By: Cathy Guo, Biochemistry and Molecular Biology, ‘18 Author’s Note: “This is a reflective case study I wrote for UWP104F (Writing in the Health Profession) about a patient’s illness experience with chronic pain. After conducting an interview with the patient, I became intrigued by the controversial aspects of her ailment, and drew on research to better understand the scientific context of chronic pain. I hope that my reflection at the end raises questions that readers are also thinking, and that these questions could spur readers to learn more about the subject.”
by Bukre Coskun, Cell Biology ‘18 Author’s Note: I became interested in the immune system and the role of the thymus after taking an immunology class where I learned about how T-cells are distributed throughout our body. I wanted to explore this subject more after learning that the thymus, an organ that is integral to the production of T-cells, atrophies after puberty and eventually becomes inactive. Here, I review a publication that describes how the concentration of T-cells in our body changes as we age.
By Madison Dougherty, Biochemistry and Molecular Biology ‘18 Author’s Note: After taking FST 3, Introduction to Brewing, I was intrigued by the brewing process and how yeast are such an important factor to the quality of beer that is produced. I have since looked deeper into yeast and the fermentation process, gaining a special interest in yeast-related research. I wrote this paper in order to discover more about the unique qualities of yeast and fermentation while informing others about this microorganism’s relevance to humans and other scientific processes.
By: Anna Kirillova, Cell Biology, ‘19 Author’s Note: “This article was brought to my attention in my Human Genetics class (MCB 162) when we were discussing novel methodologies for diagnosis of fetal trisomies (Down Syndrome). The purpose of this review is to highlight how basic biology can translate into significant advancements in disease diagnosis. I hope that the reader will be intrigued by the new genetic technologies and will proceed onto reading the original research article using this review as a guide.”
By N.J. Griffen, English, ’17 Author’s Note: “Stephen Hawking at the end of last year wrote an article for The Guardian saying: ‘…we are at the most dangerous moment in the development of humanity. We now have the technology to destroy the planet on which we live, but have not yet developed the ability to escape it. Perhaps in a few hundred years, we will have established human colonies amid the stars, but right now we only have one planet, and we need to work together to protect it.’ In spirit of Hawking’s eerie warning to humanity, I chose to write this article to consider the variable possibility of a self-imposed extinction of humanity.”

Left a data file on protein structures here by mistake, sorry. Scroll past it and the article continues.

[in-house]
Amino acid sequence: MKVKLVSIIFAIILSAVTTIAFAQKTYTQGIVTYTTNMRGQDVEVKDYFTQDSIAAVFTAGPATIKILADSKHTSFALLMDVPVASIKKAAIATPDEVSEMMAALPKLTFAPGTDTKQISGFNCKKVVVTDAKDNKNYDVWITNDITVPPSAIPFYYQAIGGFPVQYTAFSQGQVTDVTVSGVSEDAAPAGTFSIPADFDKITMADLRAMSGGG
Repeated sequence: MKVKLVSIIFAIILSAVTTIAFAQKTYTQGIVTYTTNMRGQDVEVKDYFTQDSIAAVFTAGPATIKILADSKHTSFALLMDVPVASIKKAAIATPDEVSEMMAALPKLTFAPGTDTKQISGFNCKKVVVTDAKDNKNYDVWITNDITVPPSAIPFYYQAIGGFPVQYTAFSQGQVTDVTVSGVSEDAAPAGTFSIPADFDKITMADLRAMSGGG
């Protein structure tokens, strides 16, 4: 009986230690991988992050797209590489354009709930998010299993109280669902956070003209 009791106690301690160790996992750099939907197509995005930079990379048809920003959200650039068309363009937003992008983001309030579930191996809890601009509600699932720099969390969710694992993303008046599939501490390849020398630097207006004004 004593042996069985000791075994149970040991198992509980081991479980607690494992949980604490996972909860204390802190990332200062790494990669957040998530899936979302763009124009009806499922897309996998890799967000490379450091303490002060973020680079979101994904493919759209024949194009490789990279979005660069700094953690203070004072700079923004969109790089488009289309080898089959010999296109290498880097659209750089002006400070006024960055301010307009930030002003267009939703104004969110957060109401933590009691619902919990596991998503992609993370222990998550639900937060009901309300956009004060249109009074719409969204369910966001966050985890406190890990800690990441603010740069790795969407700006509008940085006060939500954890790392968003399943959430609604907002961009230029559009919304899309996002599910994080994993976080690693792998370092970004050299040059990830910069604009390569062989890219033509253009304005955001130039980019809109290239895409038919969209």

By Wren Greaney, History major, Biological Sciences & Community Development minor, ’17 Author’s note: “I started to look into entomological research as a result of learning about insect diversity in ENT100. I came across a study regarding ants’ fascinating advanced ability to cultivate fungi. I thought it was incredible that we have agriculture in common with those tiny insects, and became interested in how ants are similar to and perhaps more advanced than humans in some ways.”
Reproductive Health Care Access in the United States: A Review of Literature By Madison Dufek, Biological Sciences with an emphasis in Neurobiology, Physiology, and Behavior, Minor in Communications, ’17 Author’s Note: “Reproductive health care/family planning refers to services that provide birth control, prenatal care, and pregnancy termination procedures. This is a subset of health care that is in my opinion talked about too much but not enough – especially when it comes to abortion. I initially wrote this piece for an upper division writing class focusing on women’s health; but reproductive health care access soon transformed into a cause that is now a great passion of mine. The results from the literature had me fiercely enraged yet profoundly inspired. […]
By Bukre Coskun, Cell Biology, ‘18 Author’s Note: “The ability to build new organ parts may seem like science fiction, but tissue engineering is a fast-growing field that has already yielded promising results. After reading that congenital heart defects are the most common type of birth defect, I was compelled to do some research on how tissue engineering has sought to improve existing surgical options. After coming across a couple articles about acellular valve conduits, I decided to report on the research of the University of Minnesota, which was recently published in Nature Communications.”
By Harrison Manacsa, Biological Sciences, ‘17 Author’s Note: “This started as a case study I wrote on my friend’s chronic kidney disease for UWP104F. She was diagnosed during our freshman year; and I see the impact of her weekly dialysis on her family, diet, and college schedule. Knowing that a kidney transplant will greatly improve her health, I researched the processes one would undertake to donate their kidney. As it turns out, there are numerous factors one should consider. My article briefs on the current state of kidney donation. It is an expression of my amazement of turning our bodies into tools.”
By Madison Dougherty, Biochemistry and Molecular Biology ‘18 Author’s Note: “I wrote this paper as a supplement to a presentation in my genetics class. I believe it is important to inform people about mental disabilities other than the most commonly seen disorders, such as Down Syndrome or autism. This paper serves to educate readers about Christianson Syndrome, an X-linked genetic disorder that, although phenotypically similar to more widely-known disorders, is actually quite different at the genetic level.”